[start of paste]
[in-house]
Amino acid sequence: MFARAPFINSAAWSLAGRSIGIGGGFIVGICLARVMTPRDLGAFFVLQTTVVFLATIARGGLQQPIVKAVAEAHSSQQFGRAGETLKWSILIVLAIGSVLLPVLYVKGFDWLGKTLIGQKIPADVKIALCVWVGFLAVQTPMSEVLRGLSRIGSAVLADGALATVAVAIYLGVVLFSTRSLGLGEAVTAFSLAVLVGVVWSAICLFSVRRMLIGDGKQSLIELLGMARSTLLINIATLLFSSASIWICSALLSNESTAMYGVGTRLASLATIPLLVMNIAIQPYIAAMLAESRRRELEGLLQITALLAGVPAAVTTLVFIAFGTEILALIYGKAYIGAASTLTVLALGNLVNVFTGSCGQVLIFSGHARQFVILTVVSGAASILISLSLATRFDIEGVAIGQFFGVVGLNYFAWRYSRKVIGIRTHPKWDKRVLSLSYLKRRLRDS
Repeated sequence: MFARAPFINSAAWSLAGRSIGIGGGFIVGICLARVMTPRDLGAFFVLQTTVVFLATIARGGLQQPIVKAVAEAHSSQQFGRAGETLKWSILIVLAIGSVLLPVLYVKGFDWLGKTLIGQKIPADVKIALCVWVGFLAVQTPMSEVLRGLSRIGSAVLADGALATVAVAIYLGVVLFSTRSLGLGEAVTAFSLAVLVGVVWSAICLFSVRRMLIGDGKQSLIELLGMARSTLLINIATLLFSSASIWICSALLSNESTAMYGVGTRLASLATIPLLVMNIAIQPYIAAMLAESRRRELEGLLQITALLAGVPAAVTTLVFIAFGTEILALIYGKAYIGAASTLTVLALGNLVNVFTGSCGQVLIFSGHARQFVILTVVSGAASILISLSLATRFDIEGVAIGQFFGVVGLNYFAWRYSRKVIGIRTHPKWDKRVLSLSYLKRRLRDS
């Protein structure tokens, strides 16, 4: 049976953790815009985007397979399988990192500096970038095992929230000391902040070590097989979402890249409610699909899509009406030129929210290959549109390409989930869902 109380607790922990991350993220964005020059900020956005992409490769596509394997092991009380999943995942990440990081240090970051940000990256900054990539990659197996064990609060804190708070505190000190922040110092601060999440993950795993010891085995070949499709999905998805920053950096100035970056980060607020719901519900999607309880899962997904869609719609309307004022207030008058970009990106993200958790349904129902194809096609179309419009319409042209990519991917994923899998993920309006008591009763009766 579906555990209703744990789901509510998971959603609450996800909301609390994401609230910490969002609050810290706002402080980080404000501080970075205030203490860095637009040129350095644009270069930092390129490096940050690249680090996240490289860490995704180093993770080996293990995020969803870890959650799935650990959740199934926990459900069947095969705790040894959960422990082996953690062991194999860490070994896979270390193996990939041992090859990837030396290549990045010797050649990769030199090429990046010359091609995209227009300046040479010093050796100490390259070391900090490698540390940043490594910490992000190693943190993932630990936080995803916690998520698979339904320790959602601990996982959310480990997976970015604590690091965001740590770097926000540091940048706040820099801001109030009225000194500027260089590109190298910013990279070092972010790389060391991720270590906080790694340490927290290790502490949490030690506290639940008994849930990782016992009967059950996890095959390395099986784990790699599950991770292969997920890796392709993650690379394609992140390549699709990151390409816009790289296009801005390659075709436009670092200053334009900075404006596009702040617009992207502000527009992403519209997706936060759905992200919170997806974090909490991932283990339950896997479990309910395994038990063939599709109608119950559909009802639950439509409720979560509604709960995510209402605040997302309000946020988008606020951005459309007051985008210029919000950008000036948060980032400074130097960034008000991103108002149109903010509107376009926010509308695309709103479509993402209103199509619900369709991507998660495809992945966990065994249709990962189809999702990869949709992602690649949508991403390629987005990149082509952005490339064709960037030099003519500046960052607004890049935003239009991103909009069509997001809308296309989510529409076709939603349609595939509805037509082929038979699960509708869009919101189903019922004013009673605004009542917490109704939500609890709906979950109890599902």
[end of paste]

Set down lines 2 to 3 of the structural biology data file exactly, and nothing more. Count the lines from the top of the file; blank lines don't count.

Amino acid sequence: MFARAPFINSAAWSLAGRSIGIGGGFIVGICLARVMTPRDLGAFFVLQTTVVFLATIARGGLQQPIVKAVAEAHSSQQFGRAGETLKWSILIVLAIGSVLLPVLYVKGFDWLGKTLIGQKIPADVKIALCVWVGFLAVQTPMSEVLRGLSRIGSAVLADGALATVAVAIYLGVVLFSTRSLGLGEAVTAFSLAVLVGVVWSAICLFSVRRMLIGDGKQSLIELLGMARSTLLINIATLLFSSASIWICSALLSNESTAMYGVGTRLASLATIPLLVMNIAIQPYIAAMLAESRRRELEGLLQITALLAGVPAAVTTLVFIAFGTEILALIYGKAYIGAASTLTVLALGNLVNVFTGSCGQVLIFSGHARQFVILTVVSGAASILISLSLATRFDIEGVAIGQFFGVVGLNYFAWRYSRKVIGIRTHPKWDKRVLSLSYLKRRLRDS
Repeated sequence: MFARAPFINSAAWSLAGRSIGIGGGFIVGICLARVMTPRDLGAFFVLQTTVVFLATIARGGLQQPIVKAVAEAHSSQQFGRAGETLKWSILIVLAIGSVLLPVLYVKGFDWLGKTLIGQKIPADVKIALCVWVGFLAVQTPMSEVLRGLSRIGSAVLADGALATVAVAIYLGVVLFSTRSLGLGEAVTAFSLAVLVGVVWSAICLFSVRRMLIGDGKQSLIELLGMARSTLLINIATLLFSSASIWICSALLSNESTAMYGVGTRLASLATIPLLVMNIAIQPYIAAMLAESRRRELEGLLQITALLAGVPAAVTTLVFIAFGTEILALIYGKAYIGAASTLTVLALGNLVNVFTGSCGQVLIFSGHARQFVILTVVSGAASILISLSLATRFDIEGVAIGQFFGVVGLNYFAWRYSRKVIGIRTHPKWDKRVLSLSYLKRRLRDS